Last year I was fortunate enough that my husband dug me out a vegetable patch of my very own. It had been one of my many dreams. I wanted to be able to grow and then make stuff with the vegetables that I grew.
However, last January I fell pregnant which kind of put the dampners on anything that involved a lot of bending down for long periods of time so I needed to plant stuff that would be easy to maintain.
I also had a major store of vegetable seeds that I had been hoarding for as long as me and my husband had been living together (at that time three years!) and couldn't wait to see what I could grow.
The most successful vegetable of the patch was also the one that managed to take over most of the surrounding lawn too - my pumpkins!
Out of the patch I managed to get two huge pumpkins.
The problem with pumpkins is that they take hours to carve up and it also takes time trying to find different recipes to try to use it!
I was given a book for Christmas from my dad which is 'Jams, Pickles and Chutneys' by Midge Thomas - from a series of books by the WI. (See link below!)
The ingredients needed were:
1.5 kg pumpkin flesh (no pith or seeds)
1.3kg granulated sugar
675g prepared oranges
675g prepared lemons
1 litre of water
I adjusted the recipe and swopped the ginger for cinnamon as I am not a big fan of ginger.
Also needed is a jam pan, jam funnel, wooden spoon and jars.
So the original recipe requires you to prepare your lemons and oranges. I have to admit that I don't want to faff too much so bought my oranges and lemons in tin form... Just as good!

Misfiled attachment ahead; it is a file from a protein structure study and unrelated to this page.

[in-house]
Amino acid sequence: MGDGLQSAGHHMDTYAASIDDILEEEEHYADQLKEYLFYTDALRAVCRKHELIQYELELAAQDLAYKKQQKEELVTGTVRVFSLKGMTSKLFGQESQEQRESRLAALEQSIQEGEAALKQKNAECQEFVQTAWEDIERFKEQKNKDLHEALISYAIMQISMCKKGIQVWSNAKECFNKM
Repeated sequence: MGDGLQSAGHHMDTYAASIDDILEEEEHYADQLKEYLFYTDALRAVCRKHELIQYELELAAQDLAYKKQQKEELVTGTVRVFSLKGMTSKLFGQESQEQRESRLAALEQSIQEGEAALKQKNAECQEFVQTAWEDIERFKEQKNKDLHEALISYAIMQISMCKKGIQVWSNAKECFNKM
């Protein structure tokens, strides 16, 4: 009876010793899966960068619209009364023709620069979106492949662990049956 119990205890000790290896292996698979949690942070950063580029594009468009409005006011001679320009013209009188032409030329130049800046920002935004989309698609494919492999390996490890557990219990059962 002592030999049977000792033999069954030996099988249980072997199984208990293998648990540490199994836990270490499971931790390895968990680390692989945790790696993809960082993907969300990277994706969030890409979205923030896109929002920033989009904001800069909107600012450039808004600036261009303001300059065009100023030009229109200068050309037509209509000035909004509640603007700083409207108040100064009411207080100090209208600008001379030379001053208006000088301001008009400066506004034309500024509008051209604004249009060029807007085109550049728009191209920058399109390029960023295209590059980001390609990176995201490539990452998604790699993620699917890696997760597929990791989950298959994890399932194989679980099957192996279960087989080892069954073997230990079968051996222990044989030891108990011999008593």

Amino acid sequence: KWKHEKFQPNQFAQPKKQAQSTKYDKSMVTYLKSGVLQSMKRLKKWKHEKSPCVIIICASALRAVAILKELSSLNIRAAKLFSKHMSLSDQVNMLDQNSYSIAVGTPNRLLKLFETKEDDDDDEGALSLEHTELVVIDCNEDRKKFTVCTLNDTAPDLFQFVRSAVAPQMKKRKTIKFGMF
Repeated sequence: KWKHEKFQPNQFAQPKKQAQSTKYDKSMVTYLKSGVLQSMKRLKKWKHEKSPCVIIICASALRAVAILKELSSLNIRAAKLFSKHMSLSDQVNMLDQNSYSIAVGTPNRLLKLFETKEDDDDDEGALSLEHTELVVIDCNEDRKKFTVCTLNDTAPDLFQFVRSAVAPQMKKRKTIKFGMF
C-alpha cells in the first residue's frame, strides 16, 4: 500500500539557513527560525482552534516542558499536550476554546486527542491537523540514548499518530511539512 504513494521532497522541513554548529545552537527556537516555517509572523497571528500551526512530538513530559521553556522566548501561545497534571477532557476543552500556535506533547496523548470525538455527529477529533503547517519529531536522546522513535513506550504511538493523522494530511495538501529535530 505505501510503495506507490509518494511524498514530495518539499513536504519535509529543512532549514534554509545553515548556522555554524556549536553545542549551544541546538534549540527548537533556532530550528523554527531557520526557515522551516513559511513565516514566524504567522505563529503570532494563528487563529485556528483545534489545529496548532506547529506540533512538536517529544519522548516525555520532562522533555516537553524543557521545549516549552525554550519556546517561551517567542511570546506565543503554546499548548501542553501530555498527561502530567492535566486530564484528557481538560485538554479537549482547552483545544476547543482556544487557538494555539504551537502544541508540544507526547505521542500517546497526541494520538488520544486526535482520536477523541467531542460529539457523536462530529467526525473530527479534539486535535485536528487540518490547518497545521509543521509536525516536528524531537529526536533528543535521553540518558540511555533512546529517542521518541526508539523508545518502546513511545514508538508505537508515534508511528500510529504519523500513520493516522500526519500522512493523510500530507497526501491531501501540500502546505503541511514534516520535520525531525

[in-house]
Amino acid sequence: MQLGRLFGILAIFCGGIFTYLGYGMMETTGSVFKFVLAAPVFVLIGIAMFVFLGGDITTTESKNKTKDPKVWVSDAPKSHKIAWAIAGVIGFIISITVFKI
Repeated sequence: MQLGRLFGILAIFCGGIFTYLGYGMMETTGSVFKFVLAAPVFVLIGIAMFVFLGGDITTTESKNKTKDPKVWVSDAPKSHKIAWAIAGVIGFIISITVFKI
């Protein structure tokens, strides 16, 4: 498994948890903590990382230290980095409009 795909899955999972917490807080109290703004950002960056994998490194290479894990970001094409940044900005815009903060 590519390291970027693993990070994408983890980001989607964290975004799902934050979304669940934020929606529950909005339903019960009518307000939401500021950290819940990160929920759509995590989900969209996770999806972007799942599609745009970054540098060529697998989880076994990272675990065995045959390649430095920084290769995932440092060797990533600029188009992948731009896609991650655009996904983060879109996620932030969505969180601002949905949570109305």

The pumpkin, oranges, lemons and water go into the pan together and then are brought to the boil and then the heat is turned down to a simmer.
This simmer is to soften the pumpkin though in the original recipe it is to soften the peel of the citrus fruits.
Once the pumpkin softened I added the sugar and then turned the heat up to bring it to a boil again. Once boiling I brought the heat down to a medium heat and then waited.
I needed to wait for the mixture to thicken enough for the spoon to leave a clear path at the bottom of the pan ... I didn't wait that long to be honest as I wasn't sure if the fact that I had used tinned oranges and lemons might have affected its setting point so I experimented with how quickly it set on a back of a cold spoon and was satisfied that it would set once jarred up.
The jars had been sterilised earlier in the process in my daughters bottle steriliser (so little hassle!) and were ready to be filled.
I am pleased with the finished product - though it seemed to take a lot longer than the recipe specified. The marmalade tastes good on toast.
Thank you WI for this amazing recipe for using a monster of a pumpkin!
P.s. I love the Kilner range of preserving stuff so that is why I have put links for them here too!